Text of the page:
What is the Impact on Readiness and Force Health Protection?

The decrease in total counts of malaria cas­es during the last decade reflects the reduced numbers of service members exposed to malaria in Afghanistan. The persistent threat from P. falciparum associated with duty in Africa un­derscores the importance of preventive mea­sures effective against this most dangerous strain of malaria.

Background

Worldwide, the incidence rate of malaria is estimated to have decreased from 71.1 per 1,000 population at risk in 2010 to 57.5 in 2015 and 56.3 in 2019.1 The World Health Organization (WHO) reported a slight increase in the estimated rate in 2020 (59.0 per 1,000 population at risk) which was partially attributed to disruptions in the delivery of malaria services (i.e., prevention, diagnosis, and treatment) due to the COVID-19 pandemic. During 2000–2019, malaria-related deaths decreased steadily from 896,000 in 2000 to 562,000 in 2015 and 558,000 in 2019. In 2020, estimated malaria deaths (627,000) increased 12% compared to 2019, with approximately 68% of the excess deaths attributed to pandemic-related disruptions in malaria services. The remaining 32% of excess deaths is reported to reflect a recent change in WHO's methodology for calculating malaria mortality.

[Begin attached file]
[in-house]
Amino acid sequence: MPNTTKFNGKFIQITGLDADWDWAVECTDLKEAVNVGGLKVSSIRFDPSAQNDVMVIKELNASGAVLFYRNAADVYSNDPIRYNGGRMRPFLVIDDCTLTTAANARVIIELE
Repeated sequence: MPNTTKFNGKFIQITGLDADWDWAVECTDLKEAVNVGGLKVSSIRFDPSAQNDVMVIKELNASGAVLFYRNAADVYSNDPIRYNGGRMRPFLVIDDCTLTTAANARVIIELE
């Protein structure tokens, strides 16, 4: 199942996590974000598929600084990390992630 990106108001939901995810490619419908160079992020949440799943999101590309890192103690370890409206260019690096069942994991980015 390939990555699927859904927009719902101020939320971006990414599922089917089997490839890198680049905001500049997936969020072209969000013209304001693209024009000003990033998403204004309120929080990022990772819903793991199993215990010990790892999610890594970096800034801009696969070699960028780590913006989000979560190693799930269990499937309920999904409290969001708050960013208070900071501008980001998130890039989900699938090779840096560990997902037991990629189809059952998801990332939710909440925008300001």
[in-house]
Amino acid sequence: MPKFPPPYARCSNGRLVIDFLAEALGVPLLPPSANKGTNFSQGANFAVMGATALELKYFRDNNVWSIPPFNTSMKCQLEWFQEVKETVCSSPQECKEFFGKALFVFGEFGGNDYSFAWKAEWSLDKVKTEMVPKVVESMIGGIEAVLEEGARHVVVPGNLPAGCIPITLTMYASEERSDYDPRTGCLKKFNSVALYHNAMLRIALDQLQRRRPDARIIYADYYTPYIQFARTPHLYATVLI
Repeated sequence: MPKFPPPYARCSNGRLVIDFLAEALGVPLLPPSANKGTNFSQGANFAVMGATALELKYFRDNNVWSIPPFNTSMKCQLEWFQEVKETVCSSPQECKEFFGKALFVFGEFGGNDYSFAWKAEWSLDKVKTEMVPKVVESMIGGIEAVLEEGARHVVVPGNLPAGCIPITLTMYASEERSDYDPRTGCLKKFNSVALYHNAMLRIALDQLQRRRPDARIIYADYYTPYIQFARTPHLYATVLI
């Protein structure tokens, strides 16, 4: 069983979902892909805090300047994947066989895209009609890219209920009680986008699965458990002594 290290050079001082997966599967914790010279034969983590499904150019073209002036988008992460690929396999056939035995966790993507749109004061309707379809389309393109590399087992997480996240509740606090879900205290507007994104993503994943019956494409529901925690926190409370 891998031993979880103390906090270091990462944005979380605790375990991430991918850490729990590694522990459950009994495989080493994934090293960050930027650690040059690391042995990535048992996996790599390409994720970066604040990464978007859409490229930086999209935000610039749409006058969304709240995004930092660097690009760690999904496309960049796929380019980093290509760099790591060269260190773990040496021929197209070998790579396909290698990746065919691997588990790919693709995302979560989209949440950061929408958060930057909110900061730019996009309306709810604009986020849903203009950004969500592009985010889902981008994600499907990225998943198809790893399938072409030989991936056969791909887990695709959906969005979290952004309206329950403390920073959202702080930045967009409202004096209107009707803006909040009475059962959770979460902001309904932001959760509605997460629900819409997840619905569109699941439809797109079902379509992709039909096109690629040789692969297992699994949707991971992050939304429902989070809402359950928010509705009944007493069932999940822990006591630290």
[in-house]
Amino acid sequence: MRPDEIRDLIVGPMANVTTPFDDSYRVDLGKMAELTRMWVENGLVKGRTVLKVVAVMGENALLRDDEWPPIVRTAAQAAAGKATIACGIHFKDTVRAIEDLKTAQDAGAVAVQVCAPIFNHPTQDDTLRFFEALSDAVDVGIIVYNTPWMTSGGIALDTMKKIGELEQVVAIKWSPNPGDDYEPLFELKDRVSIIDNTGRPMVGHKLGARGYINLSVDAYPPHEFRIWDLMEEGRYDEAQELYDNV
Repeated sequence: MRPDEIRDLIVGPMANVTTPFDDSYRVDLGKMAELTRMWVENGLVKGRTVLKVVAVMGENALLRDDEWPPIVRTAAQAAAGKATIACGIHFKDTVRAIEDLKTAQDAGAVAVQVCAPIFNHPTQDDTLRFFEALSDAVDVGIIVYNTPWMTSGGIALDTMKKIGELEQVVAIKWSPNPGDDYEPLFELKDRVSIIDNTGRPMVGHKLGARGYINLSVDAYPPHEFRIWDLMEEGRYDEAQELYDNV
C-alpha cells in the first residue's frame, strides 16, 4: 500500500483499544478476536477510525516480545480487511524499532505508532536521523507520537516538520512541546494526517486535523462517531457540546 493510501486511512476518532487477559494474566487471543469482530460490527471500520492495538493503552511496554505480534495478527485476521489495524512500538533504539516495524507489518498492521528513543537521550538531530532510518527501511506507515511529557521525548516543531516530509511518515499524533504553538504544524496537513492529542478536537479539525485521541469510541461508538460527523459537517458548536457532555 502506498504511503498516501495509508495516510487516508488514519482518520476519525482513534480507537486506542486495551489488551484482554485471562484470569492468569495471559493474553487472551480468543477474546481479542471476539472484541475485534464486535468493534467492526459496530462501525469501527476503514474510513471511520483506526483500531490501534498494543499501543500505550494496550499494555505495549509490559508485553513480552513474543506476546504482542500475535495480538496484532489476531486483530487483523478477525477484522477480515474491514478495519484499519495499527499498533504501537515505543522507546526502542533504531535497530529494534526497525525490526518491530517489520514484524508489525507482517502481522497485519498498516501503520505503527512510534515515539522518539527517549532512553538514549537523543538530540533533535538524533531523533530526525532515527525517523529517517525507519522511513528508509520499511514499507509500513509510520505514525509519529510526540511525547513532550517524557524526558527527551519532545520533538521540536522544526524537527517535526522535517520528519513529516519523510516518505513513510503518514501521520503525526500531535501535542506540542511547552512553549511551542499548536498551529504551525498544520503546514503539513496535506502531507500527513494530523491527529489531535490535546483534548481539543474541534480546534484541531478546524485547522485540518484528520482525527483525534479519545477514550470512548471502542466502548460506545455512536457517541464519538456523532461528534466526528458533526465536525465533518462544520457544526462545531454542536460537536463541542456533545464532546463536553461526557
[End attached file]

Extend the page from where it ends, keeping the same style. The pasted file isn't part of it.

Countries in Africa accounted for about 95% of worldwide malaria cases and 96% of malaria-related deaths in 2020.1 Six African countries including Nigeria (27%), the Democratic Republic of the Congo (12%), Uganda (5%), Mozambique (4%), Angola (3%), and Burkina Faso (3%) accounted for slightly more than half (55%) of all cases globally.Most of these cases and deaths were due to mosquito-transmitted Plasmodium falciparum and occurred among children under 5 years of age,1 but Plasmodium vivax, Plasmodium ovale and Plasmodium malariae can also cause severe disease.1–3 Globally in 2020, 2% of estimated malaria cases were caused by P. vivax.1 It is important to note that, while heightened malaria-control efforts have reduced the incidence of P. falciparum malaria in many areas, the proportion of malaria cases caused by P. vivax has increased in some regions where both parasites coexist (e.g., Djibouti, Pakistan, Venezuela).3,4